Phil: As mentioned, we’ve covered Mark Hunt many, many times before. Left hook in the check and leaping varieties, right uppercut and overhand. Ferocious speed and incredible durability which are on the wane. The main question I have is centers around the quality of his takedown defense. It’s definitely not elite, as Blaydes, Lesnar and Miocic have all demonstrated. But is it good? I’m still not entirely sure. Hunt remains tremendously physically strong, with a low center of gravity which is very difficult to disrupt. But fighters like Struve and Bigfoot Silva have been able to tip him to the mat, who are not fantastic offensive wrestlers. This seems the key question of the fight, really. Oleinik has done many surprising things over the last year, but winning a kickboxing match against Mark Hunt would be fairly shocking.
David: I think the issue with Hunt is that his takedown defense is really good against guys with technique, and bad against guys who try to overpower him. Or is it the other way around? Basically, Hunt does a great job of unleashing counterstrikes, and posturing forward to get opponents caught in the dead fall. Scrambling doesn’t always work against him because he’s big, yet short. Unfortunately for Hunt, he’s at that stage of his career where opponents can beat him in multiple ways. Sure, he’s better on the ground. But he’s also worse on the feet. He’s still dangerous, which makes the fight sort of interesting.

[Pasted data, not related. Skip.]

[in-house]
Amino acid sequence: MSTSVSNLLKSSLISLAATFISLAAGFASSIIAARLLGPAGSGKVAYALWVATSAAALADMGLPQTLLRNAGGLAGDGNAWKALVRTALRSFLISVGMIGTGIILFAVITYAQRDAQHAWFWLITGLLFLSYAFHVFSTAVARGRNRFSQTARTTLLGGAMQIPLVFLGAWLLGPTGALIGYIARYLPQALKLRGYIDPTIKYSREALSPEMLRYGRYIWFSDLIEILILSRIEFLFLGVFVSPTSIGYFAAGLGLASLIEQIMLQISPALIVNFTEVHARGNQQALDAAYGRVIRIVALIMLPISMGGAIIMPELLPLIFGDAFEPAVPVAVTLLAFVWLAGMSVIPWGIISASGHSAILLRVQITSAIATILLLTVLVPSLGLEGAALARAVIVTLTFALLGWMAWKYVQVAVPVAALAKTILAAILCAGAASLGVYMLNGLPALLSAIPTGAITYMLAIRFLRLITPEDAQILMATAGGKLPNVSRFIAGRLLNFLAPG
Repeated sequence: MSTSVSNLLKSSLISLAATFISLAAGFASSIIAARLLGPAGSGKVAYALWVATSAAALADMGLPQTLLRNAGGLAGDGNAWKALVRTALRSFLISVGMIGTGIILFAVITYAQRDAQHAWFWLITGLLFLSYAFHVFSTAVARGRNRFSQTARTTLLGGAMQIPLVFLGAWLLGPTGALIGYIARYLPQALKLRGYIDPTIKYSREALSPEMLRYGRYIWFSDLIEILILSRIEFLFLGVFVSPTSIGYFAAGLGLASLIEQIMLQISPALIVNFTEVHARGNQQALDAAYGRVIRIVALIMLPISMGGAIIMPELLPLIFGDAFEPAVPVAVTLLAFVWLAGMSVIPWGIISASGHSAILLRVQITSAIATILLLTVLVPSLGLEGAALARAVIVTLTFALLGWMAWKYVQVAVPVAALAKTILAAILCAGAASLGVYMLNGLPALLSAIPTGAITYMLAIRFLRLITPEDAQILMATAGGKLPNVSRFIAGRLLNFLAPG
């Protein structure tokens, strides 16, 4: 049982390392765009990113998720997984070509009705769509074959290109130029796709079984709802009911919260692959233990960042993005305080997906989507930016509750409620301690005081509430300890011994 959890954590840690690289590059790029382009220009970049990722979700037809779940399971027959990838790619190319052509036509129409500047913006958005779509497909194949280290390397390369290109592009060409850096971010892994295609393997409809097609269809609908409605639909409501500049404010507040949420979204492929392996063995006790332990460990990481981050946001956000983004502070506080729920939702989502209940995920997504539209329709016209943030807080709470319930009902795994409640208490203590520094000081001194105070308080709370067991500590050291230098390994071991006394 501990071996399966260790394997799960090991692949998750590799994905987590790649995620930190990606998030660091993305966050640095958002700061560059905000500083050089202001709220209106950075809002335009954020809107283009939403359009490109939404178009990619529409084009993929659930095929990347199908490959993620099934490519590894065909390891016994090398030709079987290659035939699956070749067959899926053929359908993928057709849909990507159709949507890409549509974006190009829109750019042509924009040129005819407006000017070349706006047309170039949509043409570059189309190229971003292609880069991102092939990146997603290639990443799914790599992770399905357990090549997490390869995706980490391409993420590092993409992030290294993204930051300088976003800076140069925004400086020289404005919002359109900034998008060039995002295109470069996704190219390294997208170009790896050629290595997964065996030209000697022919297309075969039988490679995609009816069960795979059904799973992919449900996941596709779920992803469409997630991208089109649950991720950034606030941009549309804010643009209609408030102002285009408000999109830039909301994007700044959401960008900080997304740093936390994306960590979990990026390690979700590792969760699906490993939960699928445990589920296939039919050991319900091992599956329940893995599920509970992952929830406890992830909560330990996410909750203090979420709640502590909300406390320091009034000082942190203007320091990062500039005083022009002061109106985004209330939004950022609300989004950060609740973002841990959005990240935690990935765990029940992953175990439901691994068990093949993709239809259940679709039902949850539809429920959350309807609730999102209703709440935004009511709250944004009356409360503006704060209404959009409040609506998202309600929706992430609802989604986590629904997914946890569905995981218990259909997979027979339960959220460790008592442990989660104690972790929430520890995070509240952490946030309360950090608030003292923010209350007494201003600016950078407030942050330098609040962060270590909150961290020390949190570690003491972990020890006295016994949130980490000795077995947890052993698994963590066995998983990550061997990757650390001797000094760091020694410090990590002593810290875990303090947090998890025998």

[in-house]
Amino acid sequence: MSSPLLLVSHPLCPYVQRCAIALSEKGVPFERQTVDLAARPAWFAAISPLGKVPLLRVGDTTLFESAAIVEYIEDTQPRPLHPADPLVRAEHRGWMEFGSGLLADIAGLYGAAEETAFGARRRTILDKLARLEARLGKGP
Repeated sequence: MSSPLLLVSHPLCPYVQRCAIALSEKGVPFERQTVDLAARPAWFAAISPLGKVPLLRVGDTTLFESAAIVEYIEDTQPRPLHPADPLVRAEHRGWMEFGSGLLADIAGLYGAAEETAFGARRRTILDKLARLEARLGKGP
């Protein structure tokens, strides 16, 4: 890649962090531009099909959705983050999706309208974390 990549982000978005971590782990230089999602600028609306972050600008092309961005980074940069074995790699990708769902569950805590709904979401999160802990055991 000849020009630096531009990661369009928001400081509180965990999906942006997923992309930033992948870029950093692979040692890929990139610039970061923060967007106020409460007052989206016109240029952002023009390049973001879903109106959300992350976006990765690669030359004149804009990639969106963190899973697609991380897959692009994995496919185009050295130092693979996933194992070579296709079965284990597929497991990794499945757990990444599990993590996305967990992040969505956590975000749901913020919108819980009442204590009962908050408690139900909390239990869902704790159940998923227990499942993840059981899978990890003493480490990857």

Phil: Oleinik’s style is the definition of ugly, deceptive functionality. There are some grapplers who never really learn power when they strike. He is not one of them. Despite being slow and plodding, he has a knack for landing power shots and a nose for counters. Mostly it’s all about the clinch, though, where he’s able to latch up freaky chokes and/or drag his opponents to the ground.